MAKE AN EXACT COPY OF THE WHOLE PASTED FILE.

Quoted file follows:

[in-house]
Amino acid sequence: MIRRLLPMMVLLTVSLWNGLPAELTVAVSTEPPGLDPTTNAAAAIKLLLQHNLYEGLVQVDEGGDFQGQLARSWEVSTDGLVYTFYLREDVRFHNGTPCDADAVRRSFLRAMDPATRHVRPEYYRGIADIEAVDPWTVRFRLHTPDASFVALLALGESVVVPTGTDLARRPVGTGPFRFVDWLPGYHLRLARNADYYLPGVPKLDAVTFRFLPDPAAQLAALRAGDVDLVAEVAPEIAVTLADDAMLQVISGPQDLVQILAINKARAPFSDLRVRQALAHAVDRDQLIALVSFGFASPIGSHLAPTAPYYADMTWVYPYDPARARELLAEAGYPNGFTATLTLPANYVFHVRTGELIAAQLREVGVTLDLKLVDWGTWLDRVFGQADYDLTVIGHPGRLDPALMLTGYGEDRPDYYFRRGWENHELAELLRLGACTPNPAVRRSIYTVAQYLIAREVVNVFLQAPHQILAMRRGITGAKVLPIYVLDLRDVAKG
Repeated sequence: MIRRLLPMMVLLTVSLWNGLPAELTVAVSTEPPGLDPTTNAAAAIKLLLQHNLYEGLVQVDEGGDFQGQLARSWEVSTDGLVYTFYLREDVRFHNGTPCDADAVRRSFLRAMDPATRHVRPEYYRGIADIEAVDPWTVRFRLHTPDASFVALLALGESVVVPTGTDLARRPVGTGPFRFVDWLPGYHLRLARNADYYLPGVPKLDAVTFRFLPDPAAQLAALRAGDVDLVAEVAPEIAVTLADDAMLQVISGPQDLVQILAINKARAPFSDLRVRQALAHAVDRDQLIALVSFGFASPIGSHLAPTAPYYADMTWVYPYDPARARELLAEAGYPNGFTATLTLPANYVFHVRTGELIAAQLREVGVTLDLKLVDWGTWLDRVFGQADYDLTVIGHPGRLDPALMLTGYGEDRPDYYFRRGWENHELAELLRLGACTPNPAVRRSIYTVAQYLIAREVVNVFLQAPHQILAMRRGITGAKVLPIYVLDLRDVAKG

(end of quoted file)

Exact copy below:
[in-house]
Amino acid sequence: MIRRLLPMMVLLTVSLWNGLPAELTVAVSTEPPGLDPTTNAAAAIKLLLQHNLYEGLVQVDEGGDFQGQLARSWEVSTDGLVYTFYLREDVRFHNGTPCDADAVRRSFLRAMDPATRHVRPEYYRGIADIEAVDPWTVRFRLHTPDASFVALLALGESVVVPTGTDLARRPVGTGPFRFVDWLPGYHLRLARNADYYLPGVPKLDAVTFRFLPDPAAQLAALRAGDVDLVAEVAPEIAVTLADDAMLQVISGPQDLVQILAINKARAPFSDLRVRQALAHAVDRDQLIALVSFGFASPIGSHLAPTAPYYADMTWVYPYDPARARELLAEAGYPNGFTATLTLPANYVFHVRTGELIAAQLREVGVTLDLKLVDWGTWLDRVFGQADYDLTVIGHPGRLDPALMLTGYGEDRPDYYFRRGWENHELAELLRLGACTPNPAVRRSIYTVAQYLIAREVVNVFLQAPHQILAMRRGITGAKVLPIYVLDLRDVAKG
Repeated sequence: MIRRLLPMMVLLTVSLWNGLPAELTVAVSTEPPGLDPTTNAAAAIKLLLQHNLYEGLVQVDEGGDFQGQLARSWEVSTDGLVYTFYLREDVRFHNGTPCDADAVRRSFLRAMDPATRHVRPEYYRGIADIEAVDPWTVRFRLHTPDASFVALLALGESVVVPTGTDLARRPVGTGPFRFVDWLPGYHLRLARNADYYLPGVPKLDAVTFRFLPDPAAQLAALRAGDVDLVAEVAPEIAVTLADDAMLQVISGPQDLVQILAINKARAPFSDLRVRQALAHAVDRDQLIALVSFGFASPIGSHLAPTAPYYADMTWVYPYDPARARELLAEAGYPNGFTATLTLPANYVFHVRTGELIAAQLREVGVTLDLKLVDWGTWLDRVFGQADYDLTVIGHPGRLDPALMLTGYGEDRPDYYFRRGWENHELAELLRLGACTPNPAVRRSIYTVAQYLIAREVVNVFLQAPHQILAMRRGITGAKVLPIYVLDLRDVAKG